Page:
Physical therapy practices are no stranger to worker’s compensation claims. In fact, there are 3.4 workers’ compensation claims filed for every 100 full-time workers each year; and a considerable amount of injured employees find themselves at a physical therapist’s office for treatment. The only question is, how should providers navigate workers’ compensation physical therapy guidelines? While treatment for a work-related injury or occupational disease is often straightforward, the details surrounding workers’ compensation billing guidelines are often confusing — not to mention, they also vary by state. Here are five best practices for how physical therapy practices can navigate workers' compensation authorization and billing, as well as a collection of helpful resources.
For physical therapy practitioners to receive the compensation they’re owed for treatments rendered, the practice must adhere to physical therapy billing guidelines. These rules and regulations for physical therapy billing help ensure a provider is paid on a timely basis and help avoid costly and time-consuming documentation errors. Fortunately, workers’ compensation billing isn’t too far removed from typical authorization and billing best practices. Rather than verify a patient’s insurance benefits eligibility, a therapist must confirm the injury falls under workers’ compensation and then utilize the appropriate claim forms. Here’s a step-by-step approach to workers’ compensation physical therapy guidelines.
The first step to initiate workers’ compensation billing guidelines is to confirm the patient's injury is work-related. Suppose a patient fails to inform a physical therapist that their injury or illness is work-related. In that case, the provider will bill the patient’s primary payer for all services or procedures rather than the patient’s workers’ compensation insurance. This can cause several problems. First of all, if the primary payer has already paid the provider, the workers’ compensation will still need to be billed. The reimbursement from the primary payer must be returned, resulting in a lot of paperwork and resubmissions. Secondly, there’s a chance that the workers’ compensation claim will be denied, as the provider has technically been reimbursed already. From here, an appeal must be initiated, which can cause the practice hours of unexpected administrative work.
Once a provider has confirmed that the patient's injury falls under workers’ compensation benefits, they must verify the details on the individual workers’ compensation claim. In most cases, a workers’ compensation claim will include:
Likewise, many workers’ compensation insurance carriers require that the approved diagnosis — or the accepted diagnosis under the Office of Workers' Compensation Programs (OWCP) list of accepted conditions — is included on the workers’ compensation claim. If the physical therapist is not the provider who made the initial diagnosis, they must be aware of it to begin treatment.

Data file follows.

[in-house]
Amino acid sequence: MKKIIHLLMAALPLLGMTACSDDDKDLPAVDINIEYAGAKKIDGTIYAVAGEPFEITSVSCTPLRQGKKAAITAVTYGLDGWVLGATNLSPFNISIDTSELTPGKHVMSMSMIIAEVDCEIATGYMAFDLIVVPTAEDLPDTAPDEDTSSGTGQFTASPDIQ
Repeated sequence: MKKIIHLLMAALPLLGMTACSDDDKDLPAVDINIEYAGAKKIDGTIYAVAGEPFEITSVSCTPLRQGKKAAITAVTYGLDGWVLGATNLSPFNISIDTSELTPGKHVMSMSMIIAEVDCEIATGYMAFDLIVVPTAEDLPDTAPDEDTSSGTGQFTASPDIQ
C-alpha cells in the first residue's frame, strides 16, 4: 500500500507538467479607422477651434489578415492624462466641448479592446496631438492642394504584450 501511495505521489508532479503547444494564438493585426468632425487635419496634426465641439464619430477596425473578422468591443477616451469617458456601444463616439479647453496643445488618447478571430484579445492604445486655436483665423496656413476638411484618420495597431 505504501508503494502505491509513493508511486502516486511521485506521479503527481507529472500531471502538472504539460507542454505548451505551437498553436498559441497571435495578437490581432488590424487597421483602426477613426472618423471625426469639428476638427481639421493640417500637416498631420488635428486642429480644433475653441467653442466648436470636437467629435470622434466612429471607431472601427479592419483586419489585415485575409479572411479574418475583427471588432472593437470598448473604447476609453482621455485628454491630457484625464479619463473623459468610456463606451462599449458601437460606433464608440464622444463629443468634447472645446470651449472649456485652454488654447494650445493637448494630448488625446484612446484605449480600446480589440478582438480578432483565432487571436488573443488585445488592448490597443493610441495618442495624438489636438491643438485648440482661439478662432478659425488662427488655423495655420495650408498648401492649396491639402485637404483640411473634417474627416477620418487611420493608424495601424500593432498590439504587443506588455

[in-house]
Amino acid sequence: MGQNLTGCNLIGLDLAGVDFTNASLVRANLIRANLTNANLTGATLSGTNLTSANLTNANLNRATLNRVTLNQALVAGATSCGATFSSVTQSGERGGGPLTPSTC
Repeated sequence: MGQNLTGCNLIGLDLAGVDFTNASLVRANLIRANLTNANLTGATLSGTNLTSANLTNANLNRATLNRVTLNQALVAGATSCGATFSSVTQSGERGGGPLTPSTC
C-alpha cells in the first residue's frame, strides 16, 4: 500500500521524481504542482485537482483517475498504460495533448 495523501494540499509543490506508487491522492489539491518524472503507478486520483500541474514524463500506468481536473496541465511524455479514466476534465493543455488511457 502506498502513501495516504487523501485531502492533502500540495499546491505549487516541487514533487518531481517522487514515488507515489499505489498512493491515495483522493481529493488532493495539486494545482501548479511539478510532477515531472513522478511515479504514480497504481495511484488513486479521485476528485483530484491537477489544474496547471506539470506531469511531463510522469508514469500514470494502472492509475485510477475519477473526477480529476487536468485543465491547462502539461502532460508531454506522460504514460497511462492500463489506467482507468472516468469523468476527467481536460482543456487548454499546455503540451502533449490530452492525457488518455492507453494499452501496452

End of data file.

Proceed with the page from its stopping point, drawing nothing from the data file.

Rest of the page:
After the patient’s eligibility and workers’ compensation claim details have been verified, a physical therapist must contact the adjuster listed on the claim. This conversation must occur before treatment begins. The adjuster will inform the physical therapist if the workers’ compensation insurance is part of a payer network, which will decide where the therapist will submit their claims. Next, a provider must obtain a hard copy of treatment authorization. Verbal confirmation is essentially useless if the claim is denied, as the provider would only have word-of-mouth approval as evidence. A physical, written confirmation helps prove the adjuster authorized the treatment so that therapists can be adequately compensated for all services rendered.
It’s important for physical therapists to track all authorized visits, as claims will be denied if the dates of service or visit count differ from the approved diagnosis specified in the treatment authorization. The payer may deny any claims for future service dates if a physical therapist reaches the end date of the authorization, even if the patient has authorized visits remaining. To safeguard their right to compensation, a physical therapist must contact an adjuster as soon as possible if a patient requires additional treatment. Similarly, many payers have workers’ compensation physical therapy guidelines that require providers to submit patient documentation with the claim. Be sure to attach the appropriate documentation as treatment is rendered.
Lastly, workers’ compensation billing guidelines largely focus on the proper forms to submit for reimbursement. These forms include:
Bear in mind that workers’ compensation insurance has no deductibles or copayments to be collected from patients. Instead, providers must accept the reimbursement from the payer as payment in full. Balance billing of the patient is strictly prohibited in workers’ compensation claims.
While the five above steps are crucial for navigating the workers’ compensation claim process, PT professionals should still note various readily available resources to help support a smooth billing process. Discover these top four workers’ compensation resources.
When it comes to navigating workers’ compensation physical therapy guidelines, there’s no such thing as too many resources. Check out the MWTherapy Blog for more information on physical therapy billing best practices. To streamline your workers’ compensation documentation and billing, leverage an effective physical therapy practice billing software like MWTherapy. Book a demo today to learn how robust billing software can improve your PT practice.
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